Walker no longer answering the bell
A familiar face was helping out at last week’s Ontario Catholic Classic Basketball Tournament.
Recently retired from Holy Cross where he had a long and successful coaching and teaching career, Dave Walker was pitching in where he could.
“John Giroux is a good friend of mine and we both retired at the same time. He told if I wasn’t doing anything that I should come out and help out. I am basically handing out Gatorade to the teams after the fact but it is fun to see all the people who we haven’t seen in a long time.”
The 57-year-old Welland native is still adjusting to being retired.
“Everybody I talked to said to take a year and get your feet under you and figure out what you want to do,” the Welland Notre Dame alumnus said. “I’ve never had more job offers in my life.”
He has been able to go on longer trips to watch football and basketball at Notre Dame, there’s plenty of golf games with Giroux and time to travel, such as visiting with his daughter, Emily, who runs a bakery on Main Island off of Victoria, B.C.
“She was the first one to try and employ me. She said she needed someone to come out and run the ice cream stand.”
Wherever his day takes him, he is content.
“I am enjoying not having to answer to a bell.”
After attending Notre Dame, where he played hockey, baseball, football, volleyball, Walker obtained a kinesiology degree from the University of Waterloo and a Masters of Education degree at Canisius.
He started teaching at Lakeshore Catholic and coached junior football for the Gators. He then taught adult education for a year and then ended up at Holy Cross, where he taught and coached from 1995 until 2022.
“That was a long run and a good run. Usually you get moved around but I got lucky enough to get moved into a position where they let me stay,” said the member of the Welland Rowdies midget baseball team, which won a Canadian title in 1983.
At Holy Cross he coached girls volleyball, junior girls basketball, lacrosse, boys hockey, junior football and golf.
“As the coaching ranks started to get depleted, you ended up coaching everything,” he said.
Highlights included an Ontario Federation of School Athletic Associations bronze medal in hockey in 2015 and 14 medals at the OFSAA field lacrosse festival.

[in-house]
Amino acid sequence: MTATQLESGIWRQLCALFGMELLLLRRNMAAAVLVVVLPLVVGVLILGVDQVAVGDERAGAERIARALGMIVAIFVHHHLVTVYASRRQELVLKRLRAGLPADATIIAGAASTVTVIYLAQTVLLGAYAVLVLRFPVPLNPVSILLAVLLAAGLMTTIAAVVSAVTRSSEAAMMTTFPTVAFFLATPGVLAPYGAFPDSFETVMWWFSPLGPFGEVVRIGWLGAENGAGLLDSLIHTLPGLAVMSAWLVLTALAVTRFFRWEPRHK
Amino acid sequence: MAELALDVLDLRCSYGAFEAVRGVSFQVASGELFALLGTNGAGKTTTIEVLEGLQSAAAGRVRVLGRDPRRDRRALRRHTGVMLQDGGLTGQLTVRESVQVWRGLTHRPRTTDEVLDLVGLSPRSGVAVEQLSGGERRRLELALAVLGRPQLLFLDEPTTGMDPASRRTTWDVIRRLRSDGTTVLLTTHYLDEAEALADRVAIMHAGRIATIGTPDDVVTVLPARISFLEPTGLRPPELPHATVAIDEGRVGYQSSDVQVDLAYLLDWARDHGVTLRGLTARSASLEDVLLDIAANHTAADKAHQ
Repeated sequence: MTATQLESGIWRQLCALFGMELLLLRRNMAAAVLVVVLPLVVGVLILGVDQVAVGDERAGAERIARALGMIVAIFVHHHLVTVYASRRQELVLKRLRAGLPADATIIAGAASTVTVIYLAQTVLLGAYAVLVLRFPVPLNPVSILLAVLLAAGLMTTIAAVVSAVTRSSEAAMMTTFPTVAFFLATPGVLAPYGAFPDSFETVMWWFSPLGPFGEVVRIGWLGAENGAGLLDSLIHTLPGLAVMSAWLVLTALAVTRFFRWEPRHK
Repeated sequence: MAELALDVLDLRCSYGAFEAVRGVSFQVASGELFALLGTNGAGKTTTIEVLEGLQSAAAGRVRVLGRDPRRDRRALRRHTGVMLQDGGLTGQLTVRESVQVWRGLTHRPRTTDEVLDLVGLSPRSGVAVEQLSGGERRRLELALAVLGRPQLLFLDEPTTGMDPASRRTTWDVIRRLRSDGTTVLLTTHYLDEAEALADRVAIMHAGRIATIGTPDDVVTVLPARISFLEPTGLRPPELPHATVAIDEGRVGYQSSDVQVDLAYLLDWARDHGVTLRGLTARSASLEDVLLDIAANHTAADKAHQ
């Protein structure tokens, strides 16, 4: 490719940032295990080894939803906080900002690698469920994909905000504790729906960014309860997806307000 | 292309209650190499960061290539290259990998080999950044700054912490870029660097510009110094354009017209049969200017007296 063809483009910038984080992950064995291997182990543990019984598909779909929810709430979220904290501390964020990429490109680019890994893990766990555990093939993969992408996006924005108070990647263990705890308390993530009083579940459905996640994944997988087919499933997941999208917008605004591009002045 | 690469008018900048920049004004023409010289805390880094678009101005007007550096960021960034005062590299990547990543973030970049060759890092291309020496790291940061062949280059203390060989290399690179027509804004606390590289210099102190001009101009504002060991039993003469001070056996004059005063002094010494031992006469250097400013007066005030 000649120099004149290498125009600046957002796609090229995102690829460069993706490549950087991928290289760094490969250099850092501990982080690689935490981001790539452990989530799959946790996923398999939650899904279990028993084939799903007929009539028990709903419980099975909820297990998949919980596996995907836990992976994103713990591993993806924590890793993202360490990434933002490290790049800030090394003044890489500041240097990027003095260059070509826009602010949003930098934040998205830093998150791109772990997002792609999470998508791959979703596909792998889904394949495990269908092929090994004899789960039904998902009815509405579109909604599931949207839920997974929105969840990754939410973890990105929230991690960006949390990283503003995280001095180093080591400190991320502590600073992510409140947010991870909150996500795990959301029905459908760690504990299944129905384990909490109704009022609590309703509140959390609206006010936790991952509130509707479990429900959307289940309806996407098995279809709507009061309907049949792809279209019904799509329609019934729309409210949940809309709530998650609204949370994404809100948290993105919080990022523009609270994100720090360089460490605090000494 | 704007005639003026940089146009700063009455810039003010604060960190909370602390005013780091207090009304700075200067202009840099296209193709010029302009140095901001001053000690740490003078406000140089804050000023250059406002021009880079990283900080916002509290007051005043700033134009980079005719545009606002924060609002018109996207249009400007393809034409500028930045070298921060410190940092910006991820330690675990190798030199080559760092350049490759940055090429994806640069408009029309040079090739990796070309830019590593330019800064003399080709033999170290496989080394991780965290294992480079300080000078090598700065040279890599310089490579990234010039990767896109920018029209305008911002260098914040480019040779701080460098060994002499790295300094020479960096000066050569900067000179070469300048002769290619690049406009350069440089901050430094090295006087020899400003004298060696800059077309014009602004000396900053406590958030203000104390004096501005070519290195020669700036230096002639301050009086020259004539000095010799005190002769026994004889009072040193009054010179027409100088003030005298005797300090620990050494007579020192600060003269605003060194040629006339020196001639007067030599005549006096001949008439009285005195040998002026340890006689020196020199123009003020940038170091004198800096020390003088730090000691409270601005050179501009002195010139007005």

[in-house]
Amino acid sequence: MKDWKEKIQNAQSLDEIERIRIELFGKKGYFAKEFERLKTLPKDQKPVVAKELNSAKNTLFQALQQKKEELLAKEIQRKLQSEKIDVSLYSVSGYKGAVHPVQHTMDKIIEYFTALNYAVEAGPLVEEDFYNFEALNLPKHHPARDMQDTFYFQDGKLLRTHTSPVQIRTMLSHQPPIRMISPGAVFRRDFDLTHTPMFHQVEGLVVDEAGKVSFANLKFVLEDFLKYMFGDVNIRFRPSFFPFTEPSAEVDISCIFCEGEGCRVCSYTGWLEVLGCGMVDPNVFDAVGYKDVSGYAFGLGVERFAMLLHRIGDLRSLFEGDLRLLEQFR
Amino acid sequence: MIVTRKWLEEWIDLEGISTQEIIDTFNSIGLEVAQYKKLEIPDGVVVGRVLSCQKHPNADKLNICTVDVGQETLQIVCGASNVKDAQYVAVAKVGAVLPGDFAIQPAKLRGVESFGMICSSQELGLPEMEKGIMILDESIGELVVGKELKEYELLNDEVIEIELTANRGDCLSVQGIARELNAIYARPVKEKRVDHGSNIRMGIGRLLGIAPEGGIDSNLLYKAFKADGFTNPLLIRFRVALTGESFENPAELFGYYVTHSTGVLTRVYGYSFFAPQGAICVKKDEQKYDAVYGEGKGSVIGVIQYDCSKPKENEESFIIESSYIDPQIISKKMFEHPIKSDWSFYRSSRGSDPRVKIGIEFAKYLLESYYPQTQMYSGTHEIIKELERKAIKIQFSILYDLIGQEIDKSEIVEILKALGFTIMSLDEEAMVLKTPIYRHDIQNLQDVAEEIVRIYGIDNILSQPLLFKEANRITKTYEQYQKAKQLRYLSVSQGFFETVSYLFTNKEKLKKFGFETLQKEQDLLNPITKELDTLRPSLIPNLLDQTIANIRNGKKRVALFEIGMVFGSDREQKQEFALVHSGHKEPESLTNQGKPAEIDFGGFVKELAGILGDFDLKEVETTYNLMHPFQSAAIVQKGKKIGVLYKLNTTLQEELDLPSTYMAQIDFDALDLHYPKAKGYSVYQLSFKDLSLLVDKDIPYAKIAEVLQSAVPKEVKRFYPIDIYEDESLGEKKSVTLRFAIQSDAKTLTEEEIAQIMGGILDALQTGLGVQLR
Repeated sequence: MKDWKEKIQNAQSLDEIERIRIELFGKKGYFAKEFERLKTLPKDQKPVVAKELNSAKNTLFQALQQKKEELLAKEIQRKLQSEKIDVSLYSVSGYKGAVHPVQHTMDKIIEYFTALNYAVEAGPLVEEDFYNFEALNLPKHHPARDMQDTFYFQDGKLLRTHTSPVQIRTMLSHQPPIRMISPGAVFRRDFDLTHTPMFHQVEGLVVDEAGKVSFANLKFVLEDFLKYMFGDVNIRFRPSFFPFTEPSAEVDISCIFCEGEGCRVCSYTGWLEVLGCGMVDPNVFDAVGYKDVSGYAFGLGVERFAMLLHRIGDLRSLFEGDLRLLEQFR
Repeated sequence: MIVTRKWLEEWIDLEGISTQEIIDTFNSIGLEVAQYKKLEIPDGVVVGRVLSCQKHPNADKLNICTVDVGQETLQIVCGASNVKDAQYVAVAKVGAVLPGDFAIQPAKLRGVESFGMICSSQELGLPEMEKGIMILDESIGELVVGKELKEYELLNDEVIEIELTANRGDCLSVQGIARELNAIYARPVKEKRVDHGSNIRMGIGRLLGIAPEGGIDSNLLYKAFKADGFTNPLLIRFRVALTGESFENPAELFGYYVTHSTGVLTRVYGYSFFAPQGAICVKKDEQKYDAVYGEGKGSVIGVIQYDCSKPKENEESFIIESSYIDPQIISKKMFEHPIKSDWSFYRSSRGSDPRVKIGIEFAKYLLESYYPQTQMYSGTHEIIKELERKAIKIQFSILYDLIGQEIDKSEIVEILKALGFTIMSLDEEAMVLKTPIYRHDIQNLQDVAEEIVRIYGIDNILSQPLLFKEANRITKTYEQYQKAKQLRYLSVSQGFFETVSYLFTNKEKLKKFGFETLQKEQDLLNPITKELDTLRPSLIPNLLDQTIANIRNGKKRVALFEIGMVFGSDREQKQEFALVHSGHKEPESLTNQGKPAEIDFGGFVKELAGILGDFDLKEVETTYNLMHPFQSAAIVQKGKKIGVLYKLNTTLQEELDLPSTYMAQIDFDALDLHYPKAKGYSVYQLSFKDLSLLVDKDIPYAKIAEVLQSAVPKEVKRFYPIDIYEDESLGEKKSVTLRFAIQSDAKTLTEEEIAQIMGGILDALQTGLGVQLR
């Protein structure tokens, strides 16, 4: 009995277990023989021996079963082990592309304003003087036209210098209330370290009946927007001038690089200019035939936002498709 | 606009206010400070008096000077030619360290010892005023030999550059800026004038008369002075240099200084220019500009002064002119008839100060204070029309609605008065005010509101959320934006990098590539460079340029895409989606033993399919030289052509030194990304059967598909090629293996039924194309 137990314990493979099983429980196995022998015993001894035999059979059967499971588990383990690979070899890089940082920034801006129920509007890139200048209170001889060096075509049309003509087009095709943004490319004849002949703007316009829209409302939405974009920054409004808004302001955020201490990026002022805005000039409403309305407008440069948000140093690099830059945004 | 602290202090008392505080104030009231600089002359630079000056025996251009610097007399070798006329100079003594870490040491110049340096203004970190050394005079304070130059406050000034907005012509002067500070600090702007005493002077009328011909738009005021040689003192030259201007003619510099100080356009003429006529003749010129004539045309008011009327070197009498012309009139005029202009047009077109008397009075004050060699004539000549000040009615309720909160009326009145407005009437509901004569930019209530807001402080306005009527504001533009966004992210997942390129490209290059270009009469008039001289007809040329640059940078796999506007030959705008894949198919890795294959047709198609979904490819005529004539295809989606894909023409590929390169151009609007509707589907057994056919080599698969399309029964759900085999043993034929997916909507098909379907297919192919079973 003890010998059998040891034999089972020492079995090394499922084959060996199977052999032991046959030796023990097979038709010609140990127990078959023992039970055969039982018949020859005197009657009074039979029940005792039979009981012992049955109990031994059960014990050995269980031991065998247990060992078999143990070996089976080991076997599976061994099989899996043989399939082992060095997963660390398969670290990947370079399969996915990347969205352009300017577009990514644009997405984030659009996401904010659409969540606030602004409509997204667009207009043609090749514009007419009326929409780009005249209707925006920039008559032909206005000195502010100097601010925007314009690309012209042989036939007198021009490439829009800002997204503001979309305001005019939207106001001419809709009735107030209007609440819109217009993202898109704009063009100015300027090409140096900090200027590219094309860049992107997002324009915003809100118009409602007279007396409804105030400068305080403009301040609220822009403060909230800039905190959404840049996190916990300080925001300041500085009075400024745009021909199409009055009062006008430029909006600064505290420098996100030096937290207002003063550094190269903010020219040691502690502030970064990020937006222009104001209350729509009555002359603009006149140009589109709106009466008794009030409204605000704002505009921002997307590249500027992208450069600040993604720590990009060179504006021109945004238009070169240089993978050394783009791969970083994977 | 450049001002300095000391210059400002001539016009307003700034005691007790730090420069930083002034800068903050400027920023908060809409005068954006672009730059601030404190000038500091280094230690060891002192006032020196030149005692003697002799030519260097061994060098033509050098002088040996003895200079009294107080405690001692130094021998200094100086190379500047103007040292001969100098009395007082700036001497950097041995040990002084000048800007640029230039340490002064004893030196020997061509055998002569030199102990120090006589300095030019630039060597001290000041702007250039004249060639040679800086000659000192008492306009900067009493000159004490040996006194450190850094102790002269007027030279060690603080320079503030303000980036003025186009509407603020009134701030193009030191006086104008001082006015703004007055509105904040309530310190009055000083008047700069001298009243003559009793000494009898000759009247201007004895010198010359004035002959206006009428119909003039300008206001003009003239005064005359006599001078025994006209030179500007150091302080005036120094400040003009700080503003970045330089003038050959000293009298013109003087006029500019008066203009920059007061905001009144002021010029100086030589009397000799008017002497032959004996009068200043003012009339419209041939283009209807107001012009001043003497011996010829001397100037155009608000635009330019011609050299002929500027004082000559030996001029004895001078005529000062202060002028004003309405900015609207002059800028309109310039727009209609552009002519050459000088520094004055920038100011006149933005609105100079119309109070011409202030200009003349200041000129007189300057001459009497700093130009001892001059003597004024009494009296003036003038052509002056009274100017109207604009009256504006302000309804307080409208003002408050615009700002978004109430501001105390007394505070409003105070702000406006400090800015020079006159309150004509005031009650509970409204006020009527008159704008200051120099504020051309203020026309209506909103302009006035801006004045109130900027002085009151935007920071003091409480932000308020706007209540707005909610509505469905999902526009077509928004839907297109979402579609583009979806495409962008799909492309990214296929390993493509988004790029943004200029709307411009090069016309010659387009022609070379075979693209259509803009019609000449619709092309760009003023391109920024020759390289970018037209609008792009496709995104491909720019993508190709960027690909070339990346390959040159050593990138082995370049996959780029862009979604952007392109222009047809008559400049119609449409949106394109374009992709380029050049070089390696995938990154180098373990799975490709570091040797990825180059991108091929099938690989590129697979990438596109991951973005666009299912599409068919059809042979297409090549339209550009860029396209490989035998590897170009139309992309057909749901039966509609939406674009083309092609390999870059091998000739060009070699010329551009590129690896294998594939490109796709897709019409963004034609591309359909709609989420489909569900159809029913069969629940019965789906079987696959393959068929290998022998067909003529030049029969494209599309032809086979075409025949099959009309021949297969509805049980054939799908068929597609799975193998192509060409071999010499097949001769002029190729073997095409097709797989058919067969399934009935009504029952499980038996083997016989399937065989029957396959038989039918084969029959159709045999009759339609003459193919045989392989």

“Mike Sheehan started it [field lacrosse) before I got there and I helped him for a year before he went to the board office. That was right about the time that lacrosse was really getting going in high school so I had an opportunity to really run with it,” he said. “That was really nice because we were really the only lacrosse program in the north end. It fed to my school and if you want to have great teams, get great players.”
Being dedicated also helped.
“I firmly believe if you are going to do it, you put everything into it that you’ve got. Don’t do it halfway. We travelled to different events and I took my guys down to the States all the time just to get better lacrosse. You get a reputation for being a program worth going to and it grows from there.”
Corey Quinn has asked him to help out with the lacrosse team this spring but he has yet to decide.
Coaching was a labour of love for Walker.
“It allows you to have a level of interaction with the students that you don’t get in the classroom. It was a little bit closer for teaching values because I found sports is the best way to teach values to kids: Hard work; determination, making good decisions; and, being respectful. While the classroom is good for that, the sports field is better because you get bad calls, you get games that you lose that you shouldn’t have, games that you win that you shouldn’t have. All of those things when they come together, you are learning every day. I really loved that about coaching and the kids kept me young.”
His coaching was guiding by two overriding principles.
“The big thing was to do it the Holy Cross way,” he said. “The Holy Cross way was respectful, don’t talk to the refs and if we have a problem we [coaches) deal with it. It was basically do it the right way all the time. A lot of events that we went to we would get compliments about how well-behaved our players were.”
The second core philosophy was ‘meat and potatoes.’
“Don’t make a pass behind the back when you can shoot the ball, no Michigans, go hard, do what you are supposed to do, play your position and no one else’s position and be responsible for yourself. Players try to get outside themselves and do everyone else’s job. If you do your job and don’t complain about anyone else, things will be good.”
Walker is concerned about the future of high school sports.
“I don’t think it is in really good spot,” he said. “We are a British model trying to be American. The British model is founded on volunteerism. The American model is not founded on volunteerism but because we live right next door to them we are doing a volunteer model but trying to do it the American way. But the Americans have a couple of advantages. They pay their coaches which adds a level of responsibility to showing up and when their high school sport is in season, the kids are playing high school sports. They are not playing another sport.”